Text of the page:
Being with nature helped me survive suicidal crisis: it helped me stay connected with life

Written: September 30, 2019

In deep depressive episodes, when I have stopped wanting to live, nature has at times helped me to stay alive.  

I often withdraw from people when depressed.  When someone isolates themselves during a depressive episode, and detaches from other people, it may increase their risk of suicide. It may be the beginning of a disconnection from life.

However, I am able to keep connected with the natural world, and that means that I am still connected to the living world, and to life itself.  

In a depressive episode, your self esteem may plummet to the point where you feel that you have no place in this world. You may feel that you have no value or worth. You may feel unacceptable to other people.  The natural world still embraces you.  It accepts all that you are. It welcomes you still. When I walked among trees or across fields, I felt a part of that world, despite feeling that I no longer belonged in the human world. 

I found companionship in animals and birds.

Nature communicated with me, too. I never felt alone in nature. The rustling leaves, the humming of the bees, and most beautiful of all, the bird song. Hearing the birds calling and chattering to each other was hugely comforting.   

In 2016 I was sectioned in psychiatric hospital. I felt trapped, captive, imprisoned, even though this containment was essential to protect my life at that point. At times the only remaining evidence of the natural world was the distant birds flying high above the building. How I envied them their freedom.

As soon as I was discharged, I spent most days simply being in nature. The nearby buttercup fields have never looked as beautiful as they did that year. Day after day, I would spend my time walking among delicate yellow blooms. At times I would simply stand quite still right in the middle of a field, feeling the endless space all around me.  It contrasted so markedly to the confinement of psychiatric hospital.  The open fields were a powerful symbol of my freedom.

In a depressive episode earlier this year, my garden became my safe haven. I live in a regular semi detached house, packed in with other homes on all sides. However, there is enough room in the garden to create a beautiful natural space, attracting an abundance of wildlife.

The different creatures in the garden lived so harmoniously together that they formed a kind of family. The pigeons would sit calmly on the fence, creating a strong and stable presence, presiding over events in the garden. In contrast, there was a group of small birds who would crash into the trees around lunchtime, flitting from branch to branch excitedly, full of noise, bustle and enthusiasm. They radiated joy and a love of life.  A little robin arrived most mornings on my window sill. He would sit there for a while in the sunshine, looking in at me. I treasured that early morning greeting.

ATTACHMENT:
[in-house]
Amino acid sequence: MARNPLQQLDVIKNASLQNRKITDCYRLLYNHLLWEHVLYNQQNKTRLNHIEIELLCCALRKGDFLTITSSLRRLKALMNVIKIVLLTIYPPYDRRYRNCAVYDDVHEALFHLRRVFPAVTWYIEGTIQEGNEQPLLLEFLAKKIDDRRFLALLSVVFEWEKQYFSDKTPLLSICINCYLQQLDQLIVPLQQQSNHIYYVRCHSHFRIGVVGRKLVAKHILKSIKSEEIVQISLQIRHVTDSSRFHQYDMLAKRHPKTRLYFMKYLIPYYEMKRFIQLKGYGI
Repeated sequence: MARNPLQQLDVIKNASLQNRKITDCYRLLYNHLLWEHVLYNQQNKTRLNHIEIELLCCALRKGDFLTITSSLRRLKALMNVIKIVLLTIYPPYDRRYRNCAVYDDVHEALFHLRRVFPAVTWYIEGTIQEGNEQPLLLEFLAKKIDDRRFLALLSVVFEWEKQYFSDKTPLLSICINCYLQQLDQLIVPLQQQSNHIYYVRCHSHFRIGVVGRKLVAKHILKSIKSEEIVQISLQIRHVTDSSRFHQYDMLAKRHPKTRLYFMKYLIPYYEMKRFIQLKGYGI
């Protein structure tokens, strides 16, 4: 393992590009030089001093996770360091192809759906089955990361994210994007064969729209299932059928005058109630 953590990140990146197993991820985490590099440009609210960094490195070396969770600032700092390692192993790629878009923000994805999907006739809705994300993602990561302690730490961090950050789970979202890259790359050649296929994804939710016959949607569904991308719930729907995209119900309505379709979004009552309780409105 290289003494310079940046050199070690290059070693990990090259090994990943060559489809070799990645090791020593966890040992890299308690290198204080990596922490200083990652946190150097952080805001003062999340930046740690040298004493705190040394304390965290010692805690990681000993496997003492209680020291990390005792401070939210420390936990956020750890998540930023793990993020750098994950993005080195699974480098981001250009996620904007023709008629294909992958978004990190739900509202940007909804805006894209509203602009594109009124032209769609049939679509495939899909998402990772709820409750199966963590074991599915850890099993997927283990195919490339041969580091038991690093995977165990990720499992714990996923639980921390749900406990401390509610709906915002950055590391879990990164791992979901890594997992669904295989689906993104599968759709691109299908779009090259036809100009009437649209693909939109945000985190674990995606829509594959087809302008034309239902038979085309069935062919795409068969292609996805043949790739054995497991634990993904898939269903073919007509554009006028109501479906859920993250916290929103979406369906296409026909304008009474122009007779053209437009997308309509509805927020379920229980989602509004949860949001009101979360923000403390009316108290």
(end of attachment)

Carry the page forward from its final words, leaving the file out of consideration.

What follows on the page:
White butterflies flitted around me, occasionally flying right up into my face, as if to greet me. It was as if the garden inhabitants were actively drawing me into their world and making me a part of it.

There was a tiny frog, who seemed so vulnerable. I needed to ensure that he had an “overgrown” area of the garden, where he could be safe.  I became focused on protecting and nurturing the garden inhabitants. When a massive bee became “grounded”, I worked to ensure that he had fast access to nutrients to ensure that he could fly again. I cared about all the inhabitants. Despite my isolation from people, I had formed a strong connection with the creatures in my garden.

I run a Suicide Crisis Centre, and we have a highly skilled team who work with our clients.  I know how complex the work is, and how tenaciously we need to work to help people to survive.  Crisis support is essential, when someone is at risk of suicide. However, we may also develop our own strategies which help us, too. The factors which help to keep us alive can be so individual. My personal experience is that being with nature has had an immensely powerful impact on my mental health. It has at times helped me to survive my suicidal crisis. 

At our second Suicide Crisis Centre, we have a garden. As our clients recover from their suicidal crisis, they often plant flowers and plants, for future clients. They have created a beautiful and tranquil space from which future clients can take comfort.  

For information about the Suicide Crisis Centre:   

Joy Hibbins is CEO of the charity Suicide Crisis:

Twitter: @SuicideCrisis


Sources of support: UK nationwide: The Samaritans can be contacted on 116 123. In Gloucestershire, the Suicide Crisis Centre provides face to face support:  

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